28

I have the following policy:

{
        "Version": "2008-10-17",
        "Id": "PolicyForCloudFrontPrivateContent",
        "Statement": [
            {
                "Sid": "Stmt1395852960432",
                "Action": "s3:*",
                "Effect": "Deny",
                "Resource": "arn:aws:s3:::my-bucket/*",
                "Principal": {
                    "AWS": [
                        "*"
                    ]
                }
            },
            {
                "Sid": "1",
                "Effect": "Allow",
                "Principal": {
                    "AWS": "arn:aws:iam::cloudfront:user/CloudFront Origin Access Identity E1IYJC432545JN"
                },
                "Action": "s3:GetObject",
                "Resource": "arn:aws:s3:::my-bucket/*"
            }
        ]
    }

However, this is denying requests from all requestors, even Cloudfront. What is the correct way to do this?

The problem is that objects are created by the client with public read. I currently do not have immediate control of the client to change this setting. So what I want is to have a policy that overrides individual object ACL. So default deny here does not work.

30

The S3 policy will look like something like this:

{
"Version": "2008-10-17",
"Id": "PolicyForCloudFrontPrivateContent",
"Statement": [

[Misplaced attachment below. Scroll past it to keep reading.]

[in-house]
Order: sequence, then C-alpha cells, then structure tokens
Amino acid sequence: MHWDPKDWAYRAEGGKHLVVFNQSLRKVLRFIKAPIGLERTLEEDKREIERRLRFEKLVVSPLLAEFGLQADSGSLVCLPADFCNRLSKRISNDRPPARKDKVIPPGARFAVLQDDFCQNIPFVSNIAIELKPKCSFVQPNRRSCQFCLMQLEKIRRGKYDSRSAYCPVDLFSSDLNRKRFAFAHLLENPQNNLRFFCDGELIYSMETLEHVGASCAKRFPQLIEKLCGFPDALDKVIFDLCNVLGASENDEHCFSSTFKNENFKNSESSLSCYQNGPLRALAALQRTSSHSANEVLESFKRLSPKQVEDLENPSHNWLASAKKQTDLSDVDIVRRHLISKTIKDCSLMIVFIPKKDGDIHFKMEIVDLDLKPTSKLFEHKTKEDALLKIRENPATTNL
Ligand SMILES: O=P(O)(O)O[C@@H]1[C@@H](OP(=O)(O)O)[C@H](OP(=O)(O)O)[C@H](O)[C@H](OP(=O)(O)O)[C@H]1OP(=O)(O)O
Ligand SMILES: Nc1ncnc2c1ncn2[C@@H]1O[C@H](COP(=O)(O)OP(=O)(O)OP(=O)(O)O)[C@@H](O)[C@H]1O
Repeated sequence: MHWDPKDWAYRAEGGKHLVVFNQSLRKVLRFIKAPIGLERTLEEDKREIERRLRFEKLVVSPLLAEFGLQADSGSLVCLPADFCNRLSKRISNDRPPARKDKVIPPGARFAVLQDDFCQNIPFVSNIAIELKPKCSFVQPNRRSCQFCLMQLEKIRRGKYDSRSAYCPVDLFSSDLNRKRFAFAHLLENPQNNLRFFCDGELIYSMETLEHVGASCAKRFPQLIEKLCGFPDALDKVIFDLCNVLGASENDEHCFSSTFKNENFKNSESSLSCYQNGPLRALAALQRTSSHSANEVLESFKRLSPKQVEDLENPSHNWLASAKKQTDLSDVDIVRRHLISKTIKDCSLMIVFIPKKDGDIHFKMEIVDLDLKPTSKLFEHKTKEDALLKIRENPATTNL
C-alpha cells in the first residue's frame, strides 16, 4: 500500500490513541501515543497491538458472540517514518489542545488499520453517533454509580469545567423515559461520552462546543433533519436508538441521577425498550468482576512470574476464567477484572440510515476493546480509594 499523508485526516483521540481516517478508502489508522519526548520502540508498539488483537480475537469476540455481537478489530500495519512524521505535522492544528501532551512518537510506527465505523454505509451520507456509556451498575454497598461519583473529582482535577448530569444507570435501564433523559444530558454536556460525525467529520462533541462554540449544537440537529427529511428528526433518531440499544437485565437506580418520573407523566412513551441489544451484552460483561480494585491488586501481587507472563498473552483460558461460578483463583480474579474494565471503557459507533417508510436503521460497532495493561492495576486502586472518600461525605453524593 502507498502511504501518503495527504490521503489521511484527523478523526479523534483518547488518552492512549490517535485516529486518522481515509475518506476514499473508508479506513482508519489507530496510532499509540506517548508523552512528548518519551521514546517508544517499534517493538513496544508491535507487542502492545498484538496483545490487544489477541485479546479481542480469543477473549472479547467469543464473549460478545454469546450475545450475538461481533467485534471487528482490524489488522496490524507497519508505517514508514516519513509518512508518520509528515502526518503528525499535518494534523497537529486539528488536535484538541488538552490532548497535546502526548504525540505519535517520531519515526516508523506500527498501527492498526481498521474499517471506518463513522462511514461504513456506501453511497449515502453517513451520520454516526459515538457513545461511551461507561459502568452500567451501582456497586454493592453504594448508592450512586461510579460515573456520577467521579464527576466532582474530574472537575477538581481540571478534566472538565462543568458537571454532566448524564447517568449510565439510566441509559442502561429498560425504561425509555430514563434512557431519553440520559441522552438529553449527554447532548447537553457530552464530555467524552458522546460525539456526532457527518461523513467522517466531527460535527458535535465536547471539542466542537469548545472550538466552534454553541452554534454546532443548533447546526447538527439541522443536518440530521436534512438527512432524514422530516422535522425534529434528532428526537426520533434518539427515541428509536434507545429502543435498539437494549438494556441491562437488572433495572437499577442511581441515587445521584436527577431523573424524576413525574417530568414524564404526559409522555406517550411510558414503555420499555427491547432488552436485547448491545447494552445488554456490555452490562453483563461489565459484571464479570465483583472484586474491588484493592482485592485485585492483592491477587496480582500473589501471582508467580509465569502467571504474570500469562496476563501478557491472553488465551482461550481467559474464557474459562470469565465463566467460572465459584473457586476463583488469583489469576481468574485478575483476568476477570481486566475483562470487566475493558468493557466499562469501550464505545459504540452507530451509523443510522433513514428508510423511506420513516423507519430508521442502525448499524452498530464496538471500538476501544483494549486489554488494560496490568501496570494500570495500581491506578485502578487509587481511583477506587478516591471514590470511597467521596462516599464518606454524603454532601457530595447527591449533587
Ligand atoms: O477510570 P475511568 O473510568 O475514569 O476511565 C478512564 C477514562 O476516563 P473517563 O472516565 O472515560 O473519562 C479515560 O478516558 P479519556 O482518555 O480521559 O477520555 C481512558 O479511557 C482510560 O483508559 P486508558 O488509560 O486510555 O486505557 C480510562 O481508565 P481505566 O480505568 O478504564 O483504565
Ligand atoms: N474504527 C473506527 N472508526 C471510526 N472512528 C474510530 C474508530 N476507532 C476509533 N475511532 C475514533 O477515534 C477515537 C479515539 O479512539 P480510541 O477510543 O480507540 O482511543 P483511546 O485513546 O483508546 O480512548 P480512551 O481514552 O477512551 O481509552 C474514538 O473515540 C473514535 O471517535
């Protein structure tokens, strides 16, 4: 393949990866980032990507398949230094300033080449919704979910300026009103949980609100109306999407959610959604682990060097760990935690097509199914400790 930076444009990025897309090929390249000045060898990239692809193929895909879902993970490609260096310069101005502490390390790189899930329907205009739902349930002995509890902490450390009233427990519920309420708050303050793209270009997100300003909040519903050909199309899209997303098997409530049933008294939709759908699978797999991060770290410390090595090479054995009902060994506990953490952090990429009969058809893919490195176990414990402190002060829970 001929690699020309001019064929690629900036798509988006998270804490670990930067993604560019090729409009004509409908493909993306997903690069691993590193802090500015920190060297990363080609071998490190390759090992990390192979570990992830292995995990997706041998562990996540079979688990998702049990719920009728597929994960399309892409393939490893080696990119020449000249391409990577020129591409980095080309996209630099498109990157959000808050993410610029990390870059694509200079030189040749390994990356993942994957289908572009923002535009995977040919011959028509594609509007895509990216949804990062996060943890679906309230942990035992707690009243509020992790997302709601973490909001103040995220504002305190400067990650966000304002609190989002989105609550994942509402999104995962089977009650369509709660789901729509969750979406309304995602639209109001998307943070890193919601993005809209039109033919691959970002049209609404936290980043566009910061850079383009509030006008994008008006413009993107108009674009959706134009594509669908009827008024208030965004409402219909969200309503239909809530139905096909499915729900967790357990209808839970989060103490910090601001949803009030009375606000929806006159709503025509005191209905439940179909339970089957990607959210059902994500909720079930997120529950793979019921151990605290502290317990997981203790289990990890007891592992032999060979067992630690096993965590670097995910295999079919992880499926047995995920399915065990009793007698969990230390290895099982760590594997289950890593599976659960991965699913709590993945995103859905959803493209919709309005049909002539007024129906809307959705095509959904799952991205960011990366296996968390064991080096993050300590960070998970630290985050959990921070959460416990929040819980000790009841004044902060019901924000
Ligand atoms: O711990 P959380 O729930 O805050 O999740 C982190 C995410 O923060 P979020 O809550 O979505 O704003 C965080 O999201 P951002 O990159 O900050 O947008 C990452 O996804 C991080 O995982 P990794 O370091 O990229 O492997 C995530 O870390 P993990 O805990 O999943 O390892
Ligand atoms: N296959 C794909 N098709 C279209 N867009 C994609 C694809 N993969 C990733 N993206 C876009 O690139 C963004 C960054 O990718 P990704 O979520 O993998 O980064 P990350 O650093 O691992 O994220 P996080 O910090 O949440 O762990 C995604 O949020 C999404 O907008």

{
        "Sid": "1",
        "Effect": "Allow",
        "Principal": {
            "AWS": "arn:aws:iam::cloudfront:user/CloudFront Origin Access Identity XXXXXXXXXXX"
        },
        "Action": "s3:GetObject",
        "Resource": "arn:aws:s3:::YYYYYYYYYYYYY.com/*"
    }
 ]
}

But, I didnt manually generate this. When you add an origin (S3) in cloudfront, you have an option to "Restrict Bucket Access" - tell "Yes" here and move forward. Cloudfront configuration will do the rest automatically for you.

Details here: Using an Origin Access Identity to Restrict Access to Your Amazon S3 Content - Amazon CloudFront.

1
  • 7
    I had the same issue. The AWS man pages are terrible to read. For me I missed the Origins tab and the Yes, Update Bucket Policy after adding an Identity.
    – Dan Tappin
    Apr 19 '16 at 21:43
16

This is what you're looking for. Replace XXXXXXXXXXXXXX with you origin access id

{
"Version": "2012-10-17",
"Statement": [
    {
        "Sid": "AddPerm",
        "Effect": "Deny",
        "NotPrincipal": {
            "AWS": "arn:aws:iam::cloudfront:user/CloudFront Origin Access Identity XXXXXXXXXXXXXX"
        },
        "Action": "s3:GetObject",
        "Resource": "arn:aws:s3:::your.bucket.com/*"
    },
    {
        "Sid": "2",
        "Effect": "Allow",
        "Principal": {
            "AWS": "arn:aws:iam::cloudfront:user/CloudFront Origin Access Identity XXXXXXXXXXXXXX"
        },
        "Action": "s3:GetObject",
        "Resource": "arn:aws:s3:::your.bucket.com/*"
    }
]
}
2
  • 2
    If you still get an XML based AccessDenied error, make sure to specify your default root object in the CloudFront Distribution, under the General Tab.
    – Andreas
    Nov 22 '19 at 15:23
  • 1
    After adding the policy to S3 Bucket, I'm still getting access denied when visiting my S3 Bucket via CloudFront Domain.
    – TommyLeong
    Apr 23 '20 at 7:10

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